Derrick Turnbow and the 'exploding' big toe

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Derrick Turnbow is so determined to win a spot on the Marlins’ pitching staff that the big toe on his left foot being “a bloody mess” yesterday didn’t stop him from throwing a bullpen session:

“My toenail jammed up in my shoe about a week ago and it caused it to swell up,” Turnbow said. “It got infected and it affected my command a lot the first two times I was out. I didn’t say anything. Today, it busted open and all the blood came out. It felt better immediately.”



Turnbow’s toe exploded just before he stepped onto the bullpen mound. The pitcher removed his left sock to allow a trainer to apply a bandage, then began throwing and feeling better than ever. Marlins outfielder Cody Ross described Turnbow’s toe as “disgusting” when the pitcher showed it to him recently.

And to think everyone made such a big deal about Curt Schilling’s bloody sock.
Now that his toe has “busted open” and “exploded” into “a bloody mess” Turnbow believes his control will improve, but his track record of historic wildness suggests otherwise. When healthy and throwing strikes Turnbow has overpowering raw stuff, but injuries and walks are why he barely pitched in 2008, was out of the majors in 2009, and is trying to win a job on a minor-league contract now.
Turnbow has the worst walk rate among all active pitchers with at least 250 career innings, handing out a ridiculous 5.87 free passes per nine innings. He’s given up almost as many walks (168) as hits (206) during his career, including 63 walks in 30.2 innings between the majors and minors over the past two seasons. Amazingly, exploding toes are the least of the 32-year-old right-hander’s problems.

Report: White Sox discussing trade for Joc Pederson

Joc Pederson
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A number of teams are making calls about Dodgers outfielder Joc Pederson these days, as is the general nature of the offseason. Per Jason Kinander of FanSided, there have been some preliminary trade discussions between the Dodgers and the White Sox, though a formal deal doesn’t appear imminent and any potential competition from other clubs is still unknown.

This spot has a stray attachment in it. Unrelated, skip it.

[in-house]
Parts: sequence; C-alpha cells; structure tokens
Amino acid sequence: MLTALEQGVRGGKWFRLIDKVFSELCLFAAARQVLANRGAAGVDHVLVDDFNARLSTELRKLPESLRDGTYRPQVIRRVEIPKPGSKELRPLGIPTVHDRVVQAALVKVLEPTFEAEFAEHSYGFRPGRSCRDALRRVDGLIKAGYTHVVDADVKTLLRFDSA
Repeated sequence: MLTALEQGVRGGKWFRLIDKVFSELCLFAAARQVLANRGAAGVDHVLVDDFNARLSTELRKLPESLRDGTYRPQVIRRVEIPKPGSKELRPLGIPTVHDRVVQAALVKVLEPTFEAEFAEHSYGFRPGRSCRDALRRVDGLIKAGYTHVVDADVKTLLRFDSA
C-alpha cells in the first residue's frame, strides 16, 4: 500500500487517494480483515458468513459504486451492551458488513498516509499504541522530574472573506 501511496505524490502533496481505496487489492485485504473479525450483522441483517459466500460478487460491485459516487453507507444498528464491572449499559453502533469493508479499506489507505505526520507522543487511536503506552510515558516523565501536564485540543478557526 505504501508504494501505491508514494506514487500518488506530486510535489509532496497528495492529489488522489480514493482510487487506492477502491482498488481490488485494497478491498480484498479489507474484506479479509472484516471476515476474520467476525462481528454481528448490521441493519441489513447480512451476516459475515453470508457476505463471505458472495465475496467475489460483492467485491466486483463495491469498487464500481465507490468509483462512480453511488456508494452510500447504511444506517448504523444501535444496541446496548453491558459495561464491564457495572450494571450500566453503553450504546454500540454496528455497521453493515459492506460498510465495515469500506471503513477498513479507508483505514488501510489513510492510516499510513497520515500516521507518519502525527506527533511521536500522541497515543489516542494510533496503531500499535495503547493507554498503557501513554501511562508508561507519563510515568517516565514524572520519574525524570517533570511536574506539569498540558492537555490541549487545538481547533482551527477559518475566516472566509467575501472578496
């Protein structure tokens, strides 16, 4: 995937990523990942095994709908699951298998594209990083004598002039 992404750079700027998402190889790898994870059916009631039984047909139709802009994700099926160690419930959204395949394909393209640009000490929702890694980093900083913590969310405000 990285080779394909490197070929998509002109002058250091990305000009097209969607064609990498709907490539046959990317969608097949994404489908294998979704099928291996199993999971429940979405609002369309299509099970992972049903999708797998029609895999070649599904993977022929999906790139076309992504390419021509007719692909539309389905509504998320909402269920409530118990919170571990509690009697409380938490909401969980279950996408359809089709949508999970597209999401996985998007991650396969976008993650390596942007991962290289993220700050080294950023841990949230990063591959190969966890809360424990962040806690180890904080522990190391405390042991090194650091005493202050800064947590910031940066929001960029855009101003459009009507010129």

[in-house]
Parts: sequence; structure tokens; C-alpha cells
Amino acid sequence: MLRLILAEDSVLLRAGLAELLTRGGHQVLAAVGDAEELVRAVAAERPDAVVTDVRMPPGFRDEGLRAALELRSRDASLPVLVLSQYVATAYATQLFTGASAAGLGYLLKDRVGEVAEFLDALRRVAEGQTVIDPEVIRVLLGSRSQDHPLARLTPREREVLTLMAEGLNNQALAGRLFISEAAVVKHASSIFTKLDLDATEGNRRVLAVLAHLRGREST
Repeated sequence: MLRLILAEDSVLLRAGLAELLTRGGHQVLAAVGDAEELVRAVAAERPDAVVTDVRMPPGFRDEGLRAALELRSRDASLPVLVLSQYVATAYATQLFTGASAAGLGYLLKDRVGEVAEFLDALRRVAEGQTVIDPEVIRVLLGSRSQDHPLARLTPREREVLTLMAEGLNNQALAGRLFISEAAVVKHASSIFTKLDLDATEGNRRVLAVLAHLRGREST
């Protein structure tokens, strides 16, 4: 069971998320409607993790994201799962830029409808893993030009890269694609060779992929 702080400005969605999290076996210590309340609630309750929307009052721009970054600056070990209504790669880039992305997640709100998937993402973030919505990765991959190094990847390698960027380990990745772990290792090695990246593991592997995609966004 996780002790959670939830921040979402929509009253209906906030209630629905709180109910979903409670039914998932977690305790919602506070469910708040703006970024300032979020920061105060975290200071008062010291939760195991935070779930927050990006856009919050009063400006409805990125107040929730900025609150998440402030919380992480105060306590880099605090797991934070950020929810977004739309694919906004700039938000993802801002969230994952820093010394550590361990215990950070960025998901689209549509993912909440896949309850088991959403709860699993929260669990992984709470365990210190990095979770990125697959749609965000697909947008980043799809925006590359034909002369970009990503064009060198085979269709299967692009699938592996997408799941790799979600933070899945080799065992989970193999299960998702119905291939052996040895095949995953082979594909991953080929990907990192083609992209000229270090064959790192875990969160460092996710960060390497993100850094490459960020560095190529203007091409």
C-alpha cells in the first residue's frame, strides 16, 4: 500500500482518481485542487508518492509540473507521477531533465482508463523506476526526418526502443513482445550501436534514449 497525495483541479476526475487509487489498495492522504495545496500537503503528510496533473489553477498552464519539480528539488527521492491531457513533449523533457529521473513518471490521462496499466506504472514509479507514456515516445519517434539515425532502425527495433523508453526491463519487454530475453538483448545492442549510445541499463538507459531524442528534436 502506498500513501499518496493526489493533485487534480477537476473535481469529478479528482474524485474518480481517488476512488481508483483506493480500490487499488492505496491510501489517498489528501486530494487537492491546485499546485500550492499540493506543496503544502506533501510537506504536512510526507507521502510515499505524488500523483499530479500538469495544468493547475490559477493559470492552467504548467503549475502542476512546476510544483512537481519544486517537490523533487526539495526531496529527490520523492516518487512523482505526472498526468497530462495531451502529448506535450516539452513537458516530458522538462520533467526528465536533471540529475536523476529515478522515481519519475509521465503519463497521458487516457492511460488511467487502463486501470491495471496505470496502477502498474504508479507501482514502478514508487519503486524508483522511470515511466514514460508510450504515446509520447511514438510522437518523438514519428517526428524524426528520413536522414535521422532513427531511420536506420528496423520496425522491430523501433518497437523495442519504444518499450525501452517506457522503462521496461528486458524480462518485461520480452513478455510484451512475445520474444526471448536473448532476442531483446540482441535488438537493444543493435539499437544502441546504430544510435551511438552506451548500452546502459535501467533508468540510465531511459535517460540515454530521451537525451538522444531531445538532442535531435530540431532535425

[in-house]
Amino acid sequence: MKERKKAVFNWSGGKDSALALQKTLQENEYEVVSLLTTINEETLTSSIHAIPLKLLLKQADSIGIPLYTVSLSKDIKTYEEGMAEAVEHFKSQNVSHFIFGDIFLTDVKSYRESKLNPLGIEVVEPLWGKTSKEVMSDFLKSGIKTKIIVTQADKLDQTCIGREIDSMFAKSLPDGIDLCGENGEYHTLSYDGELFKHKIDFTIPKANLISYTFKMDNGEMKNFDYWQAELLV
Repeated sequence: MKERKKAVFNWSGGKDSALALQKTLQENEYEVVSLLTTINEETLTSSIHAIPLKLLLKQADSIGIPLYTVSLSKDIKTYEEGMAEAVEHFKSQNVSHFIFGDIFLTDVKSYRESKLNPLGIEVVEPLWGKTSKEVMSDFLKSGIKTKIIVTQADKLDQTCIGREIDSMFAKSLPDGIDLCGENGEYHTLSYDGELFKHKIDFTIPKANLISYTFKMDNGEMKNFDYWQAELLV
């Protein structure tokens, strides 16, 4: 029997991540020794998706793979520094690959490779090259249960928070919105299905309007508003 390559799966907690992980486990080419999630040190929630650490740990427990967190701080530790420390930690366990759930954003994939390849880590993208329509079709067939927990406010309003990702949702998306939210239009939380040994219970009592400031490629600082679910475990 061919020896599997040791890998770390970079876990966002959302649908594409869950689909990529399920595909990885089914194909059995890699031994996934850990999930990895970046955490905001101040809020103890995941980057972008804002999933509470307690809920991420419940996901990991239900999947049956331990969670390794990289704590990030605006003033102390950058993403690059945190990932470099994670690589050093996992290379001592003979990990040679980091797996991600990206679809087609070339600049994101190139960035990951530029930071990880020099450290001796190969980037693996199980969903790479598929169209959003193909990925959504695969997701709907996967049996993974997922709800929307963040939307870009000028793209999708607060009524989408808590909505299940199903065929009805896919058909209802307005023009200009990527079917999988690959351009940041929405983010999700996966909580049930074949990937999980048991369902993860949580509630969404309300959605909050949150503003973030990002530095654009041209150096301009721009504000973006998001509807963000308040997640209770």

Pederson, 26, has enjoyed quite a run with the Dodgers over the last five years. A perennial 25-home run hitter (when healthy), he slashed .248/.321/.522 with 56 RBI, an .843 OPS, and 2.7 fWAR through 443 plate appearances during the 2018 regular season. Following the Dodgers’ unsuccessful postseason campaign, Pederson agreed to a one-year, $5 million contract in advance of the arbitration deadline, and is currently slated to remain under team control through the 2020 season.

Despite his relative affordability and clear value to the club, shedding Pederson from their roster would allow the Dodgers to pursue the kind of right-handed hitters they need to balance out their 2019 lineup. It’s not certain what the White Sox are prepared to give up, but Kinander mentions right-hander Carson Fulmer, lefty reliever Aaron Bummer, and recent draft pick/third baseman Bryce Bush as a few possibilities.